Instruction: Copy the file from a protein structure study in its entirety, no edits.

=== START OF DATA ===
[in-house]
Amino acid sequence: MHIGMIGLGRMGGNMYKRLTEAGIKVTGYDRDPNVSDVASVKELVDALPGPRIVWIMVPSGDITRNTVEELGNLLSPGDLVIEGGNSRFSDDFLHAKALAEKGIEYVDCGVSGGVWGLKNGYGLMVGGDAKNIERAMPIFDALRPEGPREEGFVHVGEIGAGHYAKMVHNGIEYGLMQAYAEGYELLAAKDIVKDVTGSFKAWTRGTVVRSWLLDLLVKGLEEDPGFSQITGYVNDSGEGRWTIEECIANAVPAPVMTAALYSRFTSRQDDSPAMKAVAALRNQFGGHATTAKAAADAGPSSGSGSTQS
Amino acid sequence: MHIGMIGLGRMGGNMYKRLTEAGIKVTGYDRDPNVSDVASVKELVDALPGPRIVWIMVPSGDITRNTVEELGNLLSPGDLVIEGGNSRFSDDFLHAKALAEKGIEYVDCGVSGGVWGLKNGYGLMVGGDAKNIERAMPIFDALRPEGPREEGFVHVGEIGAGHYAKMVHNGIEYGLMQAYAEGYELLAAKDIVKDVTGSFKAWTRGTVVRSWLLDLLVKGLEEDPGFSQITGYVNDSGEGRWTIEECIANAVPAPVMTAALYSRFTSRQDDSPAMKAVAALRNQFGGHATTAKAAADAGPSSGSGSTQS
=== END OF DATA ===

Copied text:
[in-house]
Amino acid sequence: MHIGMIGLGRMGGNMYKRLTEAGIKVTGYDRDPNVSDVASVKELVDALPGPRIVWIMVPSGDITRNTVEELGNLLSPGDLVIEGGNSRFSDDFLHAKALAEKGIEYVDCGVSGGVWGLKNGYGLMVGGDAKNIERAMPIFDALRPEGPREEGFVHVGEIGAGHYAKMVHNGIEYGLMQAYAEGYELLAAKDIVKDVTGSFKAWTRGTVVRSWLLDLLVKGLEEDPGFSQITGYVNDSGEGRWTIEECIANAVPAPVMTAALYSRFTSRQDDSPAMKAVAALRNQFGGHATTAKAAADAGPSSGSGSTQS
Amino acid sequence: MHIGMIGLGRMGGNMYKRLTEAGIKVTGYDRDPNVSDVASVKELVDALPGPRIVWIMVPSGDITRNTVEELGNLLSPGDLVIEGGNSRFSDDFLHAKALAEKGIEYVDCGVSGGVWGLKNGYGLMVGGDAKNIERAMPIFDALRPEGPREEGFVHVGEIGAGHYAKMVHNGIEYGLMQAYAEGYELLAAKDIVKDVTGSFKAWTRGTVVRSWLLDLLVKGLEEDPGFSQITGYVNDSGEGRWTIEECIANAVPAPVMTAALYSRFTSRQDDSPAMKAVAALRNQFGGHATTAKAAADAGPSSGSGSTQS